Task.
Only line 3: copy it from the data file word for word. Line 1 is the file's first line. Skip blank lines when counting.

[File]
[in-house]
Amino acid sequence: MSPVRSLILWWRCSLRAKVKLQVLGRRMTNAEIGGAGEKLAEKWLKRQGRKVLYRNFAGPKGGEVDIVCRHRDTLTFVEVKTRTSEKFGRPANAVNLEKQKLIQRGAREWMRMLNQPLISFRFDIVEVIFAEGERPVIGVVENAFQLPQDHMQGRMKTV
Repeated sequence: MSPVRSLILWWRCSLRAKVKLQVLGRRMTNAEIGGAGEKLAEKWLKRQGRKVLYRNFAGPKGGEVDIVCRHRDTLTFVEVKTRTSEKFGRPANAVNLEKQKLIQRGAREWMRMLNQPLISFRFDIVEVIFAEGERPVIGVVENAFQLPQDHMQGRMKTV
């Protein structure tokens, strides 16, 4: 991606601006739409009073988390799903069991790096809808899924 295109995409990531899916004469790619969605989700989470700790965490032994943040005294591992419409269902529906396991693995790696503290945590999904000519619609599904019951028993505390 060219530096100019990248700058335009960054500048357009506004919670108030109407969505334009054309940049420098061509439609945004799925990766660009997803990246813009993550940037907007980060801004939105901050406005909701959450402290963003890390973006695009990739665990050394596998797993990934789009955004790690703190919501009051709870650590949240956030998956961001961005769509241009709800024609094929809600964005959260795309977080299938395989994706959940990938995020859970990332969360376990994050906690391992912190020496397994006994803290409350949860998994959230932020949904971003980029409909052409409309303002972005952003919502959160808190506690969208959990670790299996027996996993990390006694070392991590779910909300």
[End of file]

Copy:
Repeated sequence: MSPVRSLILWWRCSLRAKVKLQVLGRRMTNAEIGGAGEKLAEKWLKRQGRKVLYRNFAGPKGGEVDIVCRHRDTLTFVEVKTRTSEKFGRPANAVNLEKQKLIQRGAREWMRMLNQPLISFRFDIVEVIFAEGERPVIGVVENAFQLPQDHMQGRMKTV